With investments being made in the simplification and connection of systems delivering data, operational efficiency is inevitable, right? Wrong. Without proper planning and execution, or the appropriate teams and infrastructure to support such efficiency, healthcare organizations are bound to fail.
Think of operational efficiency the same way you think about value-based care. Instead of fee-for-service, we’re now transitioning to a pay-for-performance model that’s based on outcomes and the value provided. If 48% of organizations say that immature technologies are holding them back from achieving their goals, which are largely centered on increasing consumer engagement and the value of their services, then how can they deliver on said value and improve efficiency outcomes? They can’t. This is why healthcare organizations need to develop a core infrastructure that’s more effective and efficient, while quickly incorporating innovations and new technologies to stay ahead of the competition in 2018 and beyond.
Mobile—need I say more? Mobile technology is changing the landscape of healthcare delivery around the world, but especially in the United States. Telehealth and telemedicine really came to fruition in 2016 and will continue to make an impact in 2018. Patients will become so accustomed to having video consults with a provider, utilizing mobile health applications, and using their smartphones as a diagnostic tool.
Not only should mobile health (mHealth) be utilized to communicate with patients, but with buyer groups as well. Eighty percent of physicians use smartphones and medical apps. As they become more comfortable with using such technology, and with millennials entering the provider workforce, healthcare organizations will need to incorporate mobile strategies as part of a digital transformation.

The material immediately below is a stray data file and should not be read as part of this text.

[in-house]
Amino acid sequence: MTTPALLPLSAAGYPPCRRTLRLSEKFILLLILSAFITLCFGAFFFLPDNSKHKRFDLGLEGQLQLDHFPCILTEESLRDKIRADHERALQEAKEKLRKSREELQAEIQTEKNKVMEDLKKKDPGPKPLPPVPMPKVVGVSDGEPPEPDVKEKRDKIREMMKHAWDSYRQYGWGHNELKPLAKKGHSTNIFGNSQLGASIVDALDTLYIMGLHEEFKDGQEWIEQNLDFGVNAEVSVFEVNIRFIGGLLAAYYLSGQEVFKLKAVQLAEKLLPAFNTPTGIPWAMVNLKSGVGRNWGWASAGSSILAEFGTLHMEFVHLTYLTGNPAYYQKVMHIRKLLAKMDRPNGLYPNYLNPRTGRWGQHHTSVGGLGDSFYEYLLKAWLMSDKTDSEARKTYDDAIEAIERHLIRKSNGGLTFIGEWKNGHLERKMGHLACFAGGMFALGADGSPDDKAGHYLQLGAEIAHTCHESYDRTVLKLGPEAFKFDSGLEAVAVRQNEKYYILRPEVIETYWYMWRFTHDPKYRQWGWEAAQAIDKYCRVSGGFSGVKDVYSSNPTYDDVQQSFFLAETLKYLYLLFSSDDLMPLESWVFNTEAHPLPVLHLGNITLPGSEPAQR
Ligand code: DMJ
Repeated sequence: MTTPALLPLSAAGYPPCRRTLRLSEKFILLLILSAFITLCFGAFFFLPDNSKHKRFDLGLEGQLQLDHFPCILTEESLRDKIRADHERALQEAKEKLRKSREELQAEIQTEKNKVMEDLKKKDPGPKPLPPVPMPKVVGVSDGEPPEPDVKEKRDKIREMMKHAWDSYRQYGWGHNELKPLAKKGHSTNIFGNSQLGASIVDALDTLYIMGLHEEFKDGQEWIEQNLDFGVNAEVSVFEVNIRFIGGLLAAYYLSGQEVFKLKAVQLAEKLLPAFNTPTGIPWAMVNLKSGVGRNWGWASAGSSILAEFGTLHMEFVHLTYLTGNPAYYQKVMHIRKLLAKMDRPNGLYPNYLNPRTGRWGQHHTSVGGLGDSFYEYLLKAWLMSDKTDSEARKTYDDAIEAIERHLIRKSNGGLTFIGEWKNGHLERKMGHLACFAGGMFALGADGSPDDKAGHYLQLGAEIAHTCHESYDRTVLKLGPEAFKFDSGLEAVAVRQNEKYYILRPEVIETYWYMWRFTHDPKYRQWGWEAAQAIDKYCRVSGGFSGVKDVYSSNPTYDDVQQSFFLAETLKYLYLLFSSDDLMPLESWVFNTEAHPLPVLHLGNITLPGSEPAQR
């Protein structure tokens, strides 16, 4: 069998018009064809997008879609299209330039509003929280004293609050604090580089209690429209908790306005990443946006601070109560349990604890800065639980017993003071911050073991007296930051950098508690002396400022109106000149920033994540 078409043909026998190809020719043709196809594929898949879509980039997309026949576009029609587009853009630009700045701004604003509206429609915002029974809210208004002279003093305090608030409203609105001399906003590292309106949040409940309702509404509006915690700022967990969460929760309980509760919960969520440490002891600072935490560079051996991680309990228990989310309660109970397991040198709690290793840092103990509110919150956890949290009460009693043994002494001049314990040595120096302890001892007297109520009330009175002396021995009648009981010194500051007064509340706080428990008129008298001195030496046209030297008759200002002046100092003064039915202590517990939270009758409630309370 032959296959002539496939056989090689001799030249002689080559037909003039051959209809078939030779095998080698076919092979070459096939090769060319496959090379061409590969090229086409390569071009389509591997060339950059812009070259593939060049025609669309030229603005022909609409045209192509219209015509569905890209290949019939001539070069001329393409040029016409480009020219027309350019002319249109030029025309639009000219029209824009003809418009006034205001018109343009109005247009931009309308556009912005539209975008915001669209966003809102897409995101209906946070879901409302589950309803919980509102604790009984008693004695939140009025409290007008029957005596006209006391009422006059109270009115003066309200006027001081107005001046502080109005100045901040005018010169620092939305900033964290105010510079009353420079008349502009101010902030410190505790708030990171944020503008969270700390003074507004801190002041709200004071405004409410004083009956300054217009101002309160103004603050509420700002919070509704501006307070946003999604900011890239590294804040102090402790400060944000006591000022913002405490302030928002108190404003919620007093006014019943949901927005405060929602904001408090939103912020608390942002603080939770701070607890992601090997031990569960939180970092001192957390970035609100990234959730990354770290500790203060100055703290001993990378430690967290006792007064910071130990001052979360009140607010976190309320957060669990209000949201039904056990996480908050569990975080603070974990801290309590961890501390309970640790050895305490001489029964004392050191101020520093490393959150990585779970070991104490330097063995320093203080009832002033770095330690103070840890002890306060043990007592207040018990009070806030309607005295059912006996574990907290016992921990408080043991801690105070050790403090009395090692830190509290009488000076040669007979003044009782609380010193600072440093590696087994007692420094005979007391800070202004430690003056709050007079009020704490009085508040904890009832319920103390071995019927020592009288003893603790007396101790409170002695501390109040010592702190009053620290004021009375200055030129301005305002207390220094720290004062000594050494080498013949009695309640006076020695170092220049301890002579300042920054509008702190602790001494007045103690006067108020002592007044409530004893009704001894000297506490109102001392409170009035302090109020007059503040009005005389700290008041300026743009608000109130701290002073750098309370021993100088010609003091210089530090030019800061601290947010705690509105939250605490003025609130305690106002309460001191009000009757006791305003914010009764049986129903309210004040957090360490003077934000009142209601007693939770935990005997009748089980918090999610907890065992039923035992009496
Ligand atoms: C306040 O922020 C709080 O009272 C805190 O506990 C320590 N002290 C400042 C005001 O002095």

Maybe I’m a bit biased since I write for a living, but content marketing is here to stay and there’s no escaping it. However, 67% of the buyer’s journey is now done digitally, with much of the buying process complete before contact with an organization is even made. Buyers also consume an average of 14 pieces of content before making a buying decision. Therefore, it’s imperative that you become a part of the conversation ahead of time and create personalized experiences for your buyers.
When I say content, I don’t just mean white papers and case studies. This could be social media, online patient communities, videos, etc. Healthcare organizations need to develop and offer more relevant content to their patients and consumers to educate them on disease states or drug/device, enhance the level of engagement, and improve outcomes. It goes back to the importance of customer experience and content plays a crucial role.
Marketing Technology Stacks
CRM, Marketing Automation, and Sales Enablement—oh my! For the healthcare industry, sales cycles can be long and they need a specific set of technologies that will give long-term insights throughout the buyer journey. Buyers often have several touch points—whether that be sales meetings, events, or digital campaigns—and organizations need platforms that, together, stack up to let Marketing and Sales do inbound and outbound marketing, sales enablement, and eventually, to understand attribution.
This is why sales and marketing enablement is a crucial component of Marketing and Sales’ trifecta of tools, and is often considered the final frontier of Marketing and Sales alignment. But by allowing integrations with other platforms, such as Customer Relationship Management (CRM), Marketing Automation Platforms (MAPs), and Email Systems, organizations can coordinate efforts to paint a more holistic, data-backed picture of their customers’ activity.
With digital technology on the rise to sophistication and global acceptance, the scope for different businesses and brands to engage and interact with their customers is boundless. 2018 is going to one for the books. Therefore, it is ‘now’ when companies should start incorporating these trends in their strategic planning process for 2018. You may be ahead of the actual execution phase, but getting well-prepared beforehand will give you a competitive edge.